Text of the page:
Over the last 30 to 40 years, millions of tonnes of plastic have entered the oceans. Global production of plastic now stands at 288 million tonnes per year, of which 10% ends up in the ocean in time. Most of that - 80% - comes from land-based sources. Litter gets swept into drains, and ends up in rivers - so that plastic straw or cup lid you dropped, the cigarette butt you threw on the road… they could all end up in the sea.
The amount of plastic being discarded into the marine environment is such that we could eventually see an ocean where the amount of plastics is roughly one third the total biomass of fish - 1lb of plastic for every 2lbs of fish, according to Nicholas Mallos from Ocean Conservancy, which organizes coastal clean-ups.
According to the UN Environment Programme there are on average 13,000 pieces of floating plastic per square kilometer of ocean - but that goes up to millions of pieces in the gyres. Many of these particles end up being accidentally ingested by marine animals, which can die of starvation because of the plastic filling their stomachs.
Plastics can act as a sponge and soak up chemicals in the water. "There are a lot of pollutants in the oceans now, things like DDT," Nancy Wallace, director of the US National Oceanic and Atmospheric Administration's Marine Debris Program, told the BBC. "Those chemicals adsorb on to the plastic and we know birds and fish are eating those pieces of plastic - so the question is, how does that transfer up the food chain and what is the impact?"
It is a grave situation - so when Slat came along with a seemingly simple solution, he began making headlines across the world. Could a teenager save the world's oceans? His enthusiasm fired up millions of people, but along with the offers of help and donations, came criticism. It wouldn't work, some said. Others argued that it would be better to collect litter from beaches, where it gets deposited by waves.
In June, a month before his 20th birthday, Slat re-emerged with a 530-page feasibility report, the cover of which was made out of recycled ocean plastic. The report, based on extensive testing and computer simulations and authored by 70 scientists and engineers, answered many of the questions which had been leveled at him by his critics. It was followed by another crowd-funding campaign which swiftly reached its target of $2m. This will fund a larger pilot next year and Slat hopes the North Atlantic platform could be a reality in 2020.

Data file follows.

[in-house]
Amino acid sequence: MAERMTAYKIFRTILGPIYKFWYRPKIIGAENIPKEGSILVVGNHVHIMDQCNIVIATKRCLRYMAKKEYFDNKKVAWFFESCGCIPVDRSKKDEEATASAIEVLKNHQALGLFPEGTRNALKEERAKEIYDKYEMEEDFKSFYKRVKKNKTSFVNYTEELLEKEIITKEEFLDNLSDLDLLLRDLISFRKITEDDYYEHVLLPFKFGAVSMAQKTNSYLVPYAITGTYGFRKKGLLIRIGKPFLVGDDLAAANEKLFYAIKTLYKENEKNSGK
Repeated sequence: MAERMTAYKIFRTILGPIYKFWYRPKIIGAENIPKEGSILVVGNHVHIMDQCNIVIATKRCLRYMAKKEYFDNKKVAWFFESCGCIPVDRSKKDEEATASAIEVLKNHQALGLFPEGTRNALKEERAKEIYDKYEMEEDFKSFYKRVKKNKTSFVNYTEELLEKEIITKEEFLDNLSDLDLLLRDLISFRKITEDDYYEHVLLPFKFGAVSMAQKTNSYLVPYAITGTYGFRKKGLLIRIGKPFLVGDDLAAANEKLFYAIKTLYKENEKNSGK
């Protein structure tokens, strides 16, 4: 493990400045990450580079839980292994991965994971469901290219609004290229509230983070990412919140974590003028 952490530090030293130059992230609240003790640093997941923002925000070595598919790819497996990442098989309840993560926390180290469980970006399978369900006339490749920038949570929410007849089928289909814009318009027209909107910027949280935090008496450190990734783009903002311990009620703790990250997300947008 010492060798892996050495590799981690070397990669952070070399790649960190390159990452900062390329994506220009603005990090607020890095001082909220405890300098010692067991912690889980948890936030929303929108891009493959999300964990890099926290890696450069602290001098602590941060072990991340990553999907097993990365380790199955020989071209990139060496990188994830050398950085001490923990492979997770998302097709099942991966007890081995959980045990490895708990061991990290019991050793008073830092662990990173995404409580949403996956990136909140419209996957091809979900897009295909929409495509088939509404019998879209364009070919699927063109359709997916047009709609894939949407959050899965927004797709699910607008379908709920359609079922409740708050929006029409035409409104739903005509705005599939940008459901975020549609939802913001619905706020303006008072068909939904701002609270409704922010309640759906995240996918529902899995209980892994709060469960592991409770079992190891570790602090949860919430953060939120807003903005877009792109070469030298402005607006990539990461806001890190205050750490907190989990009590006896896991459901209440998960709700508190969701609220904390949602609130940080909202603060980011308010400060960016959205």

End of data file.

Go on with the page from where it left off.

But if Slat expected all experts in the field of ocean plastics to welcome his concept this time, he was wrong.
One problem is that plastic isn't just floating on the surface, but found throughout the water column, even in sediment at the bottom of the ocean. Dr Kerry Howell, a deep-sea researcher at the University of Plymouth, told the BBC that she has found rubbish in the deepest parts of the ocean. "You're going to a place no-one's ever been to before, you're going to the last frontier on earth, exploring new places, and you find that our litter's got there first," she says. "It's like going to the moon and finding a crisp packet."
Another issue is the potential effect on wildlife. "In terms of biological damage the concept is flawed," says van Franeker. "They say anything alive will be able to swim under the curtain, but some, like the fish eggs, will be trapped with the plastic which means they will still be there to be eaten by albatrosses - and in 10 years' time you will take away all the fish eggs along with the plastic."
Aside from the question whether the Ocean Cleanup technology could work, there is also the question whether it should be a priority.
"It seems a foolish strategy to focus on approaches to take litter out of the oceans, when we could prevent it from getting there in the first place," says Prof. Richard Thompson of Plymouth University.
"The risk is that people think there is one device that will solve our problem in a few years - this grossly over-simplifies the problem," says Nicholas Mallos.
"He has bright ideas about how to get plastic of various sizes out of the water, but it would be better if he directed his efforts to smaller-scale projects in river outlets," says Dr. Jan Andries van Franeker from the Institute for Marine Resources and Ecosystem Studies (IMARES) in the Netherlands. "Only a fraction of the money would be necessary and it would be more effective."
Several other companies are now emerging with clean-up technology designed to capture plastic in rivers and streams, like the Plastic Visser ('plastic fisher') which is being trialled in the Netherlands, or the Trash Wheel - a solar-and water-powered barrier being used in Baltimore harbor.
Slat, too, is looking to develop spin-off technologies for use in rivers. "It is difficult to adapt something that works in rivers to the sea, whereas it's actually quite easy to adapt something that was developed for the worst conditions in the world - the sea - to work in rivers," he says. "That is why we're approaching it in this order."
At this point he is planning to stay in the Netherlands. "A lot of big names are here that I have to work with so it's a very suitable place to be - it's like the Silicon Valley of the off-shore industry," he says. "Perhaps [the Dutch] are under the impression that through engineering everything can be solved, and we're pretty good at mastering the ocean."
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